Realizing grief

Ok, I guess it was bound to happen. I finally cracked. After more than week of holding it together in order to get my mom through the shock of finding dad dead on the couch. Then add all the travel. Coming home and jumping right into work. I guess allowing myself, to distract myself to avoid the inevitable… I am going to grieve my father’s death.

Today I was on the phone with United Airlines re-arranging my next trip out so I can help my mom tie up loose ends and I lost it. I had been very busy with clients all day. I had a half hour to myself and thought I’d call the airlines. My “with clients” face was off, my guard down. Before I knew it I was yelling and crying on the phone with a stranger at United. I apologized after the incident. I told the agent that I appreciate her putting up with me and that I realized I needed to take a couple of days to grieve. She was kind and gave me permission to do so saying “Yes you should give yourself that, you need to grieve.”

My realization is that grief will come. I should allow myself to feel it. I need to process it. I will get better by going through it. I will become stronger because of it. It is ok to express it. I can say “No, I cannot do that for you right now.” It is ok to set boundaries in order for me to feel, heal and grow. I do not need to act as if everything is normal and peachy just 14 days after my father unexpectedly dies six months before the doctor said he would, just four weeks ago.

I can find blessings in this experience, but in order to find and appreciate those blessings, I must first grieve.

15 thoughts on “Realizing grief

  1. I empathize with you my friend. I recently lost a grandfather and uncle within two weeks. Everyone’s experience is different. What you are doing, putting words down, will hopefully bring you some catharsis. It’s also a sign of great strength to share what you are feeling. I know we’re perfect strangers, but if you ever need an ear, drop me a line.

  2. I have been following the train of thought on your dad, as I, too, am dealing with the loss of my mom less than a week ago…after having lost my dad unexpectedly in 2008. While we knew time was short, last Wednesday was a bad day, followed by worse day Thursday, where her breathing was shallow. By 5:30 that afternoon, my mom decided it was enough, and she took her last breath with my sister and I holding her hands. Perhaps by coincidence (?), on the 4th of July in 2008, it was just my mom, my sister and I who were with my dad when he did the same. Life imitating life. Death imitating death.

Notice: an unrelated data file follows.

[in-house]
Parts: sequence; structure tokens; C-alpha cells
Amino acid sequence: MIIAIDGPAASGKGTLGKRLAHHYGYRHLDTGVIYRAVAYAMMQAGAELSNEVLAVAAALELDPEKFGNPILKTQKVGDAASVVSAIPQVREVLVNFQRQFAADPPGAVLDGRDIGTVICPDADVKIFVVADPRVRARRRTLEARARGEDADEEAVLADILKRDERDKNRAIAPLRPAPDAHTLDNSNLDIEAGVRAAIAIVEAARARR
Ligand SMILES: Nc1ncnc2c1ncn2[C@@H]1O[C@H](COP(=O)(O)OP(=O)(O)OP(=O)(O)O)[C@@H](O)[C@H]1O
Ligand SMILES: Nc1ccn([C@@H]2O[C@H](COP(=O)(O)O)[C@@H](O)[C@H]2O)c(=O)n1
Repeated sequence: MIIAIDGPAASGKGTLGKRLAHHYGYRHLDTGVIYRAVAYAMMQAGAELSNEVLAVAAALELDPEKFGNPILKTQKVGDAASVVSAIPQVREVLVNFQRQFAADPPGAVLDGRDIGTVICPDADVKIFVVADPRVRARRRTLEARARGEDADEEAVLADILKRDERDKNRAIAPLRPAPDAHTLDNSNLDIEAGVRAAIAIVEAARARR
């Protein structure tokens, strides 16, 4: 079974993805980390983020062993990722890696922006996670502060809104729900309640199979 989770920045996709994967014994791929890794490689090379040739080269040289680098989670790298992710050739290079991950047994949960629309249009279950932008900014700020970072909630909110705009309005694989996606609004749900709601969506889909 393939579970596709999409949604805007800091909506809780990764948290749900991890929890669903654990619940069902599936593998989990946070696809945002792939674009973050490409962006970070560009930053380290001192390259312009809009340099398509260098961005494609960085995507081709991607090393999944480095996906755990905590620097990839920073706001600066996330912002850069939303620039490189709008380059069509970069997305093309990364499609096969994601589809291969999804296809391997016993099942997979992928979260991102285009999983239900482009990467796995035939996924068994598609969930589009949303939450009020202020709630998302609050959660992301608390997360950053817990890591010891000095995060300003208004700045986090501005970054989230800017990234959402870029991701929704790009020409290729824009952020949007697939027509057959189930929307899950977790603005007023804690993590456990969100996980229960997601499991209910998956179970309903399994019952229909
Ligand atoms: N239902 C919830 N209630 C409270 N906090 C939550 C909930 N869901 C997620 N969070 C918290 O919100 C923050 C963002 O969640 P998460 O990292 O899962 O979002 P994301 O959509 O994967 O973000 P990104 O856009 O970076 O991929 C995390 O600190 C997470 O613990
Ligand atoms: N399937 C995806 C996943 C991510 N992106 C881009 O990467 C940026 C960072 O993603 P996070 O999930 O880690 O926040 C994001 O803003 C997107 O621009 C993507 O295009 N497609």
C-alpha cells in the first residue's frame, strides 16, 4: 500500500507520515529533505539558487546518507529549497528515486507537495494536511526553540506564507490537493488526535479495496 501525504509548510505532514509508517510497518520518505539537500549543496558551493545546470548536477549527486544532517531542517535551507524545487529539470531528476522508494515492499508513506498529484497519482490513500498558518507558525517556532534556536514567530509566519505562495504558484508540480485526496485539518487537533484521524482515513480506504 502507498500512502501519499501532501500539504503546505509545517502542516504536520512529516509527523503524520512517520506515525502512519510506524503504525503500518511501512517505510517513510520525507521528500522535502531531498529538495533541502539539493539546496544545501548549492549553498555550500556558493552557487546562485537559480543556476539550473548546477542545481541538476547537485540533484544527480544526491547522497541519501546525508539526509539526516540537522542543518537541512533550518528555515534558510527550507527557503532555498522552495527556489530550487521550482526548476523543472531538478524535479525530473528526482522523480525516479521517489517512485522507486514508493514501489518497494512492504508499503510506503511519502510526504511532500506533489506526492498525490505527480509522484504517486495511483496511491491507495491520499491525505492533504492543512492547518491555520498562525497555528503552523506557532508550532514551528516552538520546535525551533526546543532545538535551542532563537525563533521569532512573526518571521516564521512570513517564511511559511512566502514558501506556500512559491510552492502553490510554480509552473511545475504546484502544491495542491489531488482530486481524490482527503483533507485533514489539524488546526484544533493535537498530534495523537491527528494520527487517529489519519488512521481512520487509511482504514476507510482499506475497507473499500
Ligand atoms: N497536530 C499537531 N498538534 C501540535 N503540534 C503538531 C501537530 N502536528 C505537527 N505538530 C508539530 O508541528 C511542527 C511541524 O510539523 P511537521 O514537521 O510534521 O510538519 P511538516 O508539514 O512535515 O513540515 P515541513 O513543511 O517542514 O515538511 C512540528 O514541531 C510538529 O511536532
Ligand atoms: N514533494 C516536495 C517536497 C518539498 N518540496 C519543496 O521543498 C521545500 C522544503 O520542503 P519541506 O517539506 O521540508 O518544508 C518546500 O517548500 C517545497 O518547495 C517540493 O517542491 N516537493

Her service is across the country in a small town in northern Ontario, which I leave for tomorrow afternoon. Every summer for the last few, I have taken my mom back to Ontario sometime in July for the family tour, lasting a week, sometimes two. In the car (occasionally stopping to take in the scenery) we had time all to ourselves, where we laughed, expressed opinions (often disagreeing), discussed current events, her younger years, her life with dad, my general uncertainty and what was next for me. Since she was not feeling well enough to make the trip this year, having had a difficult time going back East with my sister in early June, we did pretty much the same every day when we talked, but this time it was at her house, in the hospital room and finally, the hospice.

    So, here we are. While I thought the opportunity had come and gone, in fact I am traveling this year with my mom, but this time I carry her ashes. I suppose this is the appropriate conclusion to our life together. Mother and son. She spent my lifetime caring for me, regardless of where I was or what I was doing, and now it’s my turn to take care of her, returning her to the place where she began her wonderful journey. It has been my privilege to have had her as my mom and I am a better man because of the love, affection and confidence she gave to me.

    While we may be strangers, in our grief we are kindred. Please do not feel isolated in this moment. If you ever feel the desire as David mentioned above, do not hesitate to reach out for a sympathetic ear.

    Offering my sincere condolences.

  3. Take it slowly and, when you want to, let it all out, F.B. Everyone with a heart will understand that you’ve got to come through it in whichever way is best for you.

  4. We all grieve different ways and at different times. My father has been gone a little over a year and I have yet to cry. My father’s death wasn’t as unexpected and I possibly had time to get into the mindset of his passing well before it happened. And there is the part that I’m not usually the crying type.

    I think of my father every day – even if just in a little thing, but that I didn’t cry doesn’t mean I don’t grieve of miss him. We all cope the way we do and whenever it happens. Embrace that.

  5. What everyone else said, but also keep in mind that now is a perfectly acceptable time to ask your PCP for a small prescription of one of the “lighter” benzodiazepines (Ativan comes to mind, but that is a decision best made between you and your PCP). One of them helped my mother immensely when her father died; to my recollection she only used it as needed for a couple of weeks and then never again.

  6. All quite true and sensible.
    When, how and where we greive is about as individual as fingerprints.
    The irony is we are so judgmental of other’s grief styles/schedules, judging others ‘they are not grieving right’ (meaning how I grieve).

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